Barbara Sage, 68, worked in palliative care for more than 40 years and spent the last 14 working for Marie Curie.
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She died in intensive care on Sunday and is survived by partner Gerald, her children Donna and Aaron, and her five grandchildren.
Barbara started as an ambulance driver in London when she was 18 and it inspired her to become a nurse.
Her daughter Donna described her "caring and kind" mum and as someone who was always there for her patients.
She said: "Mum always said her job wasn't about the getting paid, it was about being there for people when they need it.
“It was about being caring and kind and giving people your time.
"She wouldn't just get up and leave at the end of her shift. She'd stay on to support the families or wait for the coroner if needs be."
The gran-of-five was working as a senior healthcare assistant in Bromley, South London when she died.
Adebusola, her clinical nurse manager, said Barbara was an "incredible" and "dedicated" nurse.
She described a time when one of Barbara's patients was dying and his carer wife was rushed to hospital.
The couple also had a disabled son with Downs syndrome.
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Baraba put called to get her patient into the local hospice and refused to leave his side until he was taken in.
Adebusola said: "Then she stayed at home with the son, cooked him breakfast and looked after him and comforted him until the social worker arrived.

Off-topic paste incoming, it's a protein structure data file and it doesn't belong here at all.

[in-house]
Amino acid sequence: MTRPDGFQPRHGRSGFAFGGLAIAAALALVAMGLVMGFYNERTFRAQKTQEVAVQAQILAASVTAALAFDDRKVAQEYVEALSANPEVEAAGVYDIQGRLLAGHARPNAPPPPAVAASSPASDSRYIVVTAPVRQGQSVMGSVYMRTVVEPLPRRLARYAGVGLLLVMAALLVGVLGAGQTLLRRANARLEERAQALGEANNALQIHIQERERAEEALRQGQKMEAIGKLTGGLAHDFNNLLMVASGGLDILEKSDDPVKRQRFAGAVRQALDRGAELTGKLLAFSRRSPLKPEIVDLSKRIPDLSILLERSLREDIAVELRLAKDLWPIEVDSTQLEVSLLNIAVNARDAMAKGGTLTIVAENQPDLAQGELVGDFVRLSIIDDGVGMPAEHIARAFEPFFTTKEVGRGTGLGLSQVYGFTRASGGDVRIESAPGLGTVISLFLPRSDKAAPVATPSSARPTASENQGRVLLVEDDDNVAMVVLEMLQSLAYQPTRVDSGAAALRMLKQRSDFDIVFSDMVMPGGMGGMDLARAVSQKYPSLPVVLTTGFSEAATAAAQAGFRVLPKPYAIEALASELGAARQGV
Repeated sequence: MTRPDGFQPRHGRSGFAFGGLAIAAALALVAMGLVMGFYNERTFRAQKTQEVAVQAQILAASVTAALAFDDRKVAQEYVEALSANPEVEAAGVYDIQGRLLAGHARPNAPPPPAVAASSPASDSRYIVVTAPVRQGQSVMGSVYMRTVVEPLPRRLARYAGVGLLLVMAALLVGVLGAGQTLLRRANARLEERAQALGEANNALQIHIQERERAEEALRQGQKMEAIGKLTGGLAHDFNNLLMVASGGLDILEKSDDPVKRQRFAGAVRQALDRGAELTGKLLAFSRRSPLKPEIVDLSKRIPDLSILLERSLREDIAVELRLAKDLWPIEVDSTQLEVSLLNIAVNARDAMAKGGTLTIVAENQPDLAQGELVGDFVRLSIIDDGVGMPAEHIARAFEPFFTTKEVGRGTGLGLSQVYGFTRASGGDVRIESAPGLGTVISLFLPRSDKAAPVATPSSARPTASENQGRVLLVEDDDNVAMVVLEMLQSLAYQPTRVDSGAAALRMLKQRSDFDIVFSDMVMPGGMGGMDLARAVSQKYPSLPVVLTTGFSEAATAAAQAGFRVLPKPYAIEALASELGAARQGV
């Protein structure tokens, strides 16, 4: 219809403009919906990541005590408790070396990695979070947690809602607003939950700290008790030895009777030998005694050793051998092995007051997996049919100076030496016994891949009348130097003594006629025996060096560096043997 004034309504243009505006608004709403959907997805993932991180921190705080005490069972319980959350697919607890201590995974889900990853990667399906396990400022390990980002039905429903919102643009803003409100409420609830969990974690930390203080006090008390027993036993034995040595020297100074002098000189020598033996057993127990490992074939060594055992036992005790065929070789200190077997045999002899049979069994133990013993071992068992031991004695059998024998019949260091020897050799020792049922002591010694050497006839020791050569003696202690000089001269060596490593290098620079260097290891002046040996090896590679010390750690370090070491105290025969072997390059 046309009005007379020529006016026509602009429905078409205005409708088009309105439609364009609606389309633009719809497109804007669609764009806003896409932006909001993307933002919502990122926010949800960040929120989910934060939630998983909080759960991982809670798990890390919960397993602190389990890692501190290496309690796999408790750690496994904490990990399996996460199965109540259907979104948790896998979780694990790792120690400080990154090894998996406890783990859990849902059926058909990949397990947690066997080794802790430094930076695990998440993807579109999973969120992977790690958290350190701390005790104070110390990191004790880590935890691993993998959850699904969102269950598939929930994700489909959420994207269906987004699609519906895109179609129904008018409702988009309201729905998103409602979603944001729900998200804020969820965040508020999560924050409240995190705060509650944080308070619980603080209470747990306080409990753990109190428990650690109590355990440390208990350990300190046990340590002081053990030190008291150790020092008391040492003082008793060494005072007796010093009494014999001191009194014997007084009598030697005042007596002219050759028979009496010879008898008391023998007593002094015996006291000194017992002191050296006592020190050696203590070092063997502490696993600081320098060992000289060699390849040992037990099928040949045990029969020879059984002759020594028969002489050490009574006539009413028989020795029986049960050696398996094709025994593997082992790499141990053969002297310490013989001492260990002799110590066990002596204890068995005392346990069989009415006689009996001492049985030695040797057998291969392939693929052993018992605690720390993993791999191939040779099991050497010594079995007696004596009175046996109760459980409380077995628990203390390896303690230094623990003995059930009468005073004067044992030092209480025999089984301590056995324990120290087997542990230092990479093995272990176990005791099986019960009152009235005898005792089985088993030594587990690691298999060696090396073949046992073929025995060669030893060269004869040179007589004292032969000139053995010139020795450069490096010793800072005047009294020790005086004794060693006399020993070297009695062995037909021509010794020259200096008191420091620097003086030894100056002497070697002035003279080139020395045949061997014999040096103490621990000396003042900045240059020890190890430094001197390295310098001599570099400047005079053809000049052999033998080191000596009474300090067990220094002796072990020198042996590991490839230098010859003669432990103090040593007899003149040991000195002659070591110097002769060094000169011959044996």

“She'd started her shift at 10pm the night before, and she left the family's house at 1pm the next day.
"She hadn't slept, she was amazing and if that's not kindness and dedication then I don't know what is.”
It is believed at least 50 NHS workers have died with Covid-19 in the UK so far.
Matthew Reed, Chief Executive of Marie Curie said: "Barbara’s death is a devastating loss for the whole Marie Curie Team, and I know everyone who worked with Barbara over the last fourteen years can attest to her professionalism and commitment. I know she will be very greatly missed.
"I’ve spoken to Donna who told me how her mother had spent all her life as a palliative care nurse, holding the hands of dying people and hugging their loved ones.
"She told me how she and the rest of the family couldn’t hold Barbara’s hand as she was dying. They couldn’t hug her goodbye. This pain is something that so many families are having to go through right now.
"My thoughts are with Barbara’s family and friends, as well as everyone who is grieving a loved one in these incredibly difficult times."